Agamemnon is the first play in a trilogy, the Oresteia, which is considered Aeschylus’ greatest work, and perhaps the greatest Greek tragedy. Of the three plays in the trilogy, Agamemnon contains the strongest command of both language and characterization. The poetry is magnificent and moving, and major and minor characters alike are skillfully portrayed.
The play’s mood carries a heavy sense of impending doom: from the Watchman’s opening speech through the Chorus’ foreboding words and Cassandra’s prophesies, the drama prepares the audience for the murder of the King. The actual act of violence, of course, takes place off stage, a traditional practice in Greek tragedy. Thematically, the murder of Agamemnon must be understood in the context of three other acts of violence, all of which precede the action of the play.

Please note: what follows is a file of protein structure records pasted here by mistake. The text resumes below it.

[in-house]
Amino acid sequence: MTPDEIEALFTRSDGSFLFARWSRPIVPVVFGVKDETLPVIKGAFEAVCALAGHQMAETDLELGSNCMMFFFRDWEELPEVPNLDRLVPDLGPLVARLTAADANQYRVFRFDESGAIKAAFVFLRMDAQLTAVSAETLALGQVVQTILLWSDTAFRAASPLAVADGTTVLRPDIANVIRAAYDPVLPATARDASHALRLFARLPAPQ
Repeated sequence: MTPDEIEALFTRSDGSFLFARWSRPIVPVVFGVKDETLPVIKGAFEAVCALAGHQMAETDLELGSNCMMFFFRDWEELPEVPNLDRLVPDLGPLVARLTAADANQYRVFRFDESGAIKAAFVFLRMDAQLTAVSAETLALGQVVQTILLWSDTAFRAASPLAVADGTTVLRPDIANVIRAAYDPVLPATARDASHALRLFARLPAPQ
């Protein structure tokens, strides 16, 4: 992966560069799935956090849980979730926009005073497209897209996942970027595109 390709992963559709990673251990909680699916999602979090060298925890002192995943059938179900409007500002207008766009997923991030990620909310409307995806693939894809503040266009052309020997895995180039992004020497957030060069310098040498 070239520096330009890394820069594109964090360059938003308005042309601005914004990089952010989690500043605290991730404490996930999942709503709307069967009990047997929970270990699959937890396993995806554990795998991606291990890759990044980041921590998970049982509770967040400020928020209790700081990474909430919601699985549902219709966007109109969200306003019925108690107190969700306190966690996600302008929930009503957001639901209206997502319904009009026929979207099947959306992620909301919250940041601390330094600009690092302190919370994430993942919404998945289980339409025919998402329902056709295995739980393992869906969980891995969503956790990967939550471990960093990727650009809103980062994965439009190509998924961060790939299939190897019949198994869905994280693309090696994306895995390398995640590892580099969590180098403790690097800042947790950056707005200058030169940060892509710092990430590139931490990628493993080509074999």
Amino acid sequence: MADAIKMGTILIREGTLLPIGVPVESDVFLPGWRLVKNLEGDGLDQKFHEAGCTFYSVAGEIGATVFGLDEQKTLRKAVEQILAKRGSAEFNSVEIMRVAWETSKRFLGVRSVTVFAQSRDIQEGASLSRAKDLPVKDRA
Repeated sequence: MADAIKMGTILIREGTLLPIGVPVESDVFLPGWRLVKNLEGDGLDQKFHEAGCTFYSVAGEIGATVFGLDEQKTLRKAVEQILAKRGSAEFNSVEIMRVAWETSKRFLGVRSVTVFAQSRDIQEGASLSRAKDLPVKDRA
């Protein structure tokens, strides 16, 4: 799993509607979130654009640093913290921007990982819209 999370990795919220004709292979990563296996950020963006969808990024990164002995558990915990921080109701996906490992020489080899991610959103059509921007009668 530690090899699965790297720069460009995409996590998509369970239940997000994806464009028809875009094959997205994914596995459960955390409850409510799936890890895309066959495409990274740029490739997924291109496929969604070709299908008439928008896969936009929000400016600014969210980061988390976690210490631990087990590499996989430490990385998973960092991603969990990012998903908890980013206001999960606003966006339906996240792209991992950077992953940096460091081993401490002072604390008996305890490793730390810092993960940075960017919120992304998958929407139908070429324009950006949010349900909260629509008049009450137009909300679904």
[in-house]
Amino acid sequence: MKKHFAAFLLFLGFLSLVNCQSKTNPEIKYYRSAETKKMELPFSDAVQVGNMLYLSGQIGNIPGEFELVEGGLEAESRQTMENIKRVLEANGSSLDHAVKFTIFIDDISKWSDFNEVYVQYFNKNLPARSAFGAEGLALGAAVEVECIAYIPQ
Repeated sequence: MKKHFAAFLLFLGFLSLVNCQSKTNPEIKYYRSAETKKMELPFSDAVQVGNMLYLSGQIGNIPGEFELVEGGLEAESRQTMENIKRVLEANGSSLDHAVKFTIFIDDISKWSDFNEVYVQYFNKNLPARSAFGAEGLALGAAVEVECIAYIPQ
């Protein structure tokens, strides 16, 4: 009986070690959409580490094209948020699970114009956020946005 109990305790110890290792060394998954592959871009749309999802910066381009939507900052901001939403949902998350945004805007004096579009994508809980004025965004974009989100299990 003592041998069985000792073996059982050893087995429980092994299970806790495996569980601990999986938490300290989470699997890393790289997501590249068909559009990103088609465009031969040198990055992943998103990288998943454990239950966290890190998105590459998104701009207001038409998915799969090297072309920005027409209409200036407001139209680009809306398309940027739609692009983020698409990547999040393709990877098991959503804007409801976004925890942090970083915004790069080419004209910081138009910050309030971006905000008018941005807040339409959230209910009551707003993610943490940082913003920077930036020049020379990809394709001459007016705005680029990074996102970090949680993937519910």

The first significant violent development in the play is the theft of Helen and the Trojan War that followed: again and again, the Chorus declares that even the deaths following the conflict should be dropped at Helen’s door. The second violent act is Agamemnon’s sacrifice of his daughter Iphigenia, which justifies Clytemnestra’s resolve to murder him. Perhaps the most vile display of violence is the terrible sin of Agamemnon’s father, Atreus, who cooked his own brother’s children and served them to him. This act inspires Aegisthus’ part in the plot, but in a broader sense, it becomes the source of the ancestral curse that pervades the trilogy, as one act of violence leads to another.
The title character, Agamemnon, appears only briefly, and comes across as a cold husband and an arrogant king. Clytemnestra, with her icy determination and fierce sense of self-righteousness, is far more attractive to the audience; indeed, we sympathize with her for much of the play. However, her entanglement with the odious Aegisthus, and her murder of the innocent hapless Cassandra, remind us that in the larger context of the trilogy, she is not an avenger but an adulteress and a murderer, whose crime leads inexorably to Orestes’ vengeance in the next play.